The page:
Friday, October 28, 2016

Q&A - 28/10

Guy Verhofstadt

Good news! We saved #CETA. Europe shld learn from this: take the citizens' concerns on board [..]

Citizens? 

You mean national parliaments, trade unions, etc? These are not "people" - they are representative bodies, interest groups. Guy on the street does not know nor care about the details of CETA, TTIP - in Germany main opposition to parts of TTIP deal came from the mittelstand, small businesses which are a powerful interest group. Interest groups know intricate details of such deals because it effects them. But "people" voted on Brexit without knowing all the details - who the hell do some naive politicians think these "people" are? Dude with a top hat and a pipe in his hand, he takes a drag, and goes "well dear chap, if we leave EU, Scotland will try to leave us, I weigh that with this other thing, blah blah"? Nothing of the kind occurs. Balancing the short term with the long term, the national with the international is the job of the politicians. The interest groups will lobby them one way or the other, and there is the final outcome.

News

Ecuador's government has confirmed that it has "temporarily restricted" Julian Assange's internet access [because of] the regular email dumps targeting the Democrats and Hillary Clinton that WikiLeaks has been putting out over the past few months.

I wish he hadn't done that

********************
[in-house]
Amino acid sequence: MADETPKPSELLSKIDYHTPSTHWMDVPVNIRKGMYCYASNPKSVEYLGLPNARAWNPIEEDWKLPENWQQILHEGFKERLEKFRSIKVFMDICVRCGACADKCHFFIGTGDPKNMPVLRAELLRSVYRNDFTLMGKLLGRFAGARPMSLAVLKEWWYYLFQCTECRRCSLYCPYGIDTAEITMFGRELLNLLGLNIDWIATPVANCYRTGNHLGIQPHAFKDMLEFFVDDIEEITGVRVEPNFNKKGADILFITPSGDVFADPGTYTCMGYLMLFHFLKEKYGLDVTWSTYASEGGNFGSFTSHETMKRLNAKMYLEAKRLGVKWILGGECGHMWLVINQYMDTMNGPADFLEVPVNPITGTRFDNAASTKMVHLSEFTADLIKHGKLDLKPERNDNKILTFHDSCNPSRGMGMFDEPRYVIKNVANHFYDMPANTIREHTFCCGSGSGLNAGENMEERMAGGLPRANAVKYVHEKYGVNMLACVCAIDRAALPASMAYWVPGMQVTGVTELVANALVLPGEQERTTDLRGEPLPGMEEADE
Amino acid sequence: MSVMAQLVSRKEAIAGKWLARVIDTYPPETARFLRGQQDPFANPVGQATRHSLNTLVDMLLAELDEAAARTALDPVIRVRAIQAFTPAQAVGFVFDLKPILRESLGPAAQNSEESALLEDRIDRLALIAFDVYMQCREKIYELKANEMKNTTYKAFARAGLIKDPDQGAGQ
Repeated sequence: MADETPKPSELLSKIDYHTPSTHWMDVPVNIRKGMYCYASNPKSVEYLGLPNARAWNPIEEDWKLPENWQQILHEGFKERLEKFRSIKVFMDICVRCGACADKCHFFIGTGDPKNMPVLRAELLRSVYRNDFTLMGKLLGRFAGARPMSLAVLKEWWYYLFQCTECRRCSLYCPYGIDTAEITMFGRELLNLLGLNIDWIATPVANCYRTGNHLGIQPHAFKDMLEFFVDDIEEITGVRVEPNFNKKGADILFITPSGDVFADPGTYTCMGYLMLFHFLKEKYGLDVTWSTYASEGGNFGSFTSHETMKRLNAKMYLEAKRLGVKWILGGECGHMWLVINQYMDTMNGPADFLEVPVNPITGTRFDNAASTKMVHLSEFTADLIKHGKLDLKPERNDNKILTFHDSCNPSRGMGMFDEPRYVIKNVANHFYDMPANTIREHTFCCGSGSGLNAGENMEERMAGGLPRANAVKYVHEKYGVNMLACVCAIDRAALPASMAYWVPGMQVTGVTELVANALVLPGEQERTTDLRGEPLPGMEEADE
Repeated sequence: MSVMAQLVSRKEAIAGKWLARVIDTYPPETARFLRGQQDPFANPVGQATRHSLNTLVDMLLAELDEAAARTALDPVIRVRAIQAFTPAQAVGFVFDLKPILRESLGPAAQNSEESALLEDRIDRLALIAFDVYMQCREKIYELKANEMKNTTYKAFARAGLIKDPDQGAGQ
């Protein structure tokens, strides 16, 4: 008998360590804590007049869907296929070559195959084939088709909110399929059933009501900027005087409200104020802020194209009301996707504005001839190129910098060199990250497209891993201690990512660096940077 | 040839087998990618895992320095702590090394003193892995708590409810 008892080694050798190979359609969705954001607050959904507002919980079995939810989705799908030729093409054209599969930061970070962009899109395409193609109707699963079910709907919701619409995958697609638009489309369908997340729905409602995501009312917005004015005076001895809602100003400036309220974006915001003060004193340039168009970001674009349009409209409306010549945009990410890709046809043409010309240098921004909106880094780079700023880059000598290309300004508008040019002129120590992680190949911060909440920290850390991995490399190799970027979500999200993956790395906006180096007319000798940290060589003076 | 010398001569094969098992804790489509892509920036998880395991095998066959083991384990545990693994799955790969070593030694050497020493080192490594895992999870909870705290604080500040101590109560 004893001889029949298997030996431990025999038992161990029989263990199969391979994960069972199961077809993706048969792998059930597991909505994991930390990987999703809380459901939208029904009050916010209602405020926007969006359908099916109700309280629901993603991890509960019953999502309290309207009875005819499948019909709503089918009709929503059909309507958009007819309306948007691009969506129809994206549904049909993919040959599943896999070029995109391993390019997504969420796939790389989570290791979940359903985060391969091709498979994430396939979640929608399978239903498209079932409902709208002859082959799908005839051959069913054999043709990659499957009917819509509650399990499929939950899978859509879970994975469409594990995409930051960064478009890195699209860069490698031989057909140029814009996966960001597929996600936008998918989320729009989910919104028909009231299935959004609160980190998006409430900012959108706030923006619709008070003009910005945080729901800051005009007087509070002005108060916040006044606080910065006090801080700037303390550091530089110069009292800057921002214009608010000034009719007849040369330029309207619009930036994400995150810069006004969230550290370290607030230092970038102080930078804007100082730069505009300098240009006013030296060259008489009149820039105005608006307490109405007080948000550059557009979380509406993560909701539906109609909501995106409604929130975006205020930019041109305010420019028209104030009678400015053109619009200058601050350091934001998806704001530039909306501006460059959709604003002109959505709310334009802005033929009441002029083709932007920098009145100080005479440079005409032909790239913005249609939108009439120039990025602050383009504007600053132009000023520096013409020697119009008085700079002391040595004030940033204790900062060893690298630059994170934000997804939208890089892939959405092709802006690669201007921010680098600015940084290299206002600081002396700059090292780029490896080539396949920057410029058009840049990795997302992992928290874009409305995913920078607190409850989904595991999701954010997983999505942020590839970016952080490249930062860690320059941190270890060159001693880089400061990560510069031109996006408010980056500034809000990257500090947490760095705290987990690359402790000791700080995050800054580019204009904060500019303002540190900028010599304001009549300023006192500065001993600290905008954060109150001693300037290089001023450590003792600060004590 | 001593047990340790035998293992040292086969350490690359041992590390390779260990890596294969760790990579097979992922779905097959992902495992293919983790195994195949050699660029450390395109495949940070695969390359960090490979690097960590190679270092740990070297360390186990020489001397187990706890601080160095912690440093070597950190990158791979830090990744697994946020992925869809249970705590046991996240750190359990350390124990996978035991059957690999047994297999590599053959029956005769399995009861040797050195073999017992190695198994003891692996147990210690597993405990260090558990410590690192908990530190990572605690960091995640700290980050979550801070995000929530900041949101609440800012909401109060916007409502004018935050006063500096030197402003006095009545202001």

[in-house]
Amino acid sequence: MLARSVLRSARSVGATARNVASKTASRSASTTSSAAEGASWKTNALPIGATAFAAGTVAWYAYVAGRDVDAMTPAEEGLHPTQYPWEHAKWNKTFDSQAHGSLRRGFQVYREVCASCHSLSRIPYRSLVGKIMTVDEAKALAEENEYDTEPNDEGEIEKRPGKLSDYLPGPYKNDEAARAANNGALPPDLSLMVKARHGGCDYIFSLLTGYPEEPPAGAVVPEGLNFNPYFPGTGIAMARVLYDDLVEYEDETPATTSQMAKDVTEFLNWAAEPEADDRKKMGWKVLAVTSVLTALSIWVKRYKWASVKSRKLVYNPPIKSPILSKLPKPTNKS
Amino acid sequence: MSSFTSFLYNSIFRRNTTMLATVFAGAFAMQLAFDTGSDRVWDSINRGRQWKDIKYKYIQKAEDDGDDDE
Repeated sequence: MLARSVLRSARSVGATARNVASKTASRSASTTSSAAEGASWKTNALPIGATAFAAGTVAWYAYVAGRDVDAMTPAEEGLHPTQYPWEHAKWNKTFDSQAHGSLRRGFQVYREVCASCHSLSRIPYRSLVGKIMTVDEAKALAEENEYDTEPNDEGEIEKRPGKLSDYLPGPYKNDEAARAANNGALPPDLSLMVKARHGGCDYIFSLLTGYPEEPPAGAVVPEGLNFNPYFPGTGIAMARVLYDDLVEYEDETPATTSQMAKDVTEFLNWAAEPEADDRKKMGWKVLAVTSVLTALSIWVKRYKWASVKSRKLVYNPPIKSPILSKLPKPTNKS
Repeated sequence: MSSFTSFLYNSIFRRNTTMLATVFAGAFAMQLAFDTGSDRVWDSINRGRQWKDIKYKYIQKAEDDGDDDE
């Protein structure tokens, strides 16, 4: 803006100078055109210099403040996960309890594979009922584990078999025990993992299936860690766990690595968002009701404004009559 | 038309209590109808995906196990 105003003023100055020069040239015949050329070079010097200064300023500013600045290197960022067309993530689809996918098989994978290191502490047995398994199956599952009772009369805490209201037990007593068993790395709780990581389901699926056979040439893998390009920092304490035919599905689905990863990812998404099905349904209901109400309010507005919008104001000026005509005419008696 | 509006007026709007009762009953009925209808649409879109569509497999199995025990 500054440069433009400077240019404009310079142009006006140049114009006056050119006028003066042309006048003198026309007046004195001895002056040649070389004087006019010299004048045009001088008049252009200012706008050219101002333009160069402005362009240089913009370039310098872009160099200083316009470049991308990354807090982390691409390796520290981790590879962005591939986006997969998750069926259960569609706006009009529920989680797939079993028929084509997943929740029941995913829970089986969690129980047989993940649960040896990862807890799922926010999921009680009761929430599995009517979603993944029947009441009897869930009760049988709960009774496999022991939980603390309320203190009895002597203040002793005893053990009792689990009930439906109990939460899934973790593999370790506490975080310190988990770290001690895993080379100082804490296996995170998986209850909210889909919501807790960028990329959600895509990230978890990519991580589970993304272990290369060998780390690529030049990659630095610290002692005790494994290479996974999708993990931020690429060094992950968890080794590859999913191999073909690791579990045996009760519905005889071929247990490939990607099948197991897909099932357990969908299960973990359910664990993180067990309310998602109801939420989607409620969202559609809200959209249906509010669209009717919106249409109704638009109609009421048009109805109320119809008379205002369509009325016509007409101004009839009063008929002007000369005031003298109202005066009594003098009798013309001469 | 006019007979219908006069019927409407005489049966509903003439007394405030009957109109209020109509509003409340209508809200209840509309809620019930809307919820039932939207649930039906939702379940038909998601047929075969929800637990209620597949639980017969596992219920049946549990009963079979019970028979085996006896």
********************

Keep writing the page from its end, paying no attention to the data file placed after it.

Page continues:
That was a mistake - but if you put yourself in this man's shoes - he is being hounded left and right by providing an essential public service - giving a way to whistleblowers to get out their story, but he is living the life of a prisoner, so he lashed out.

News

Soon you'll be able to run Linux apps on Windows [..]

Great

I'd go one step further: retire the Win kernel completely, replacing it with the Linux kernel and run Windows apps through a subsystem / emulation. You get two benefits from this: 1) developer mindshare 2) more stable kernel. I know #2 sounds bad, but Linux is an open system with much more people developing and debugging it, and at this point no commercial system can compete with this.

Question

How do you develop for Android?

The common approach sucks

So - not Java. Rule #1 of commercial ecosystems - they get bloated with time. In order to create a Hello World app, you'll need 5 files, an entire directory structure, and a f**king file that describes the other five f**king files.

Obviously all of this is unnecessary. For the simplest app all one should need is one or two files, and things should run. These guys have the right idea. They've done this, great, Android is still open enough and Linux enough people can hack it to create Kivy, so thanks to Google for that, at least we have that. But I feel like this should be the main approach to mobile programming rather than the other way around. I understand Java was chosen in the beginning because it was the most common language at the time, and Google had to compete with iOS. But some cleanup and shakeup is necessary. We can bring much more, great code into the ecosystem that is just waiting to be exploited. I should not go through hoops to bring libraries such as numpy, PIL into the phone.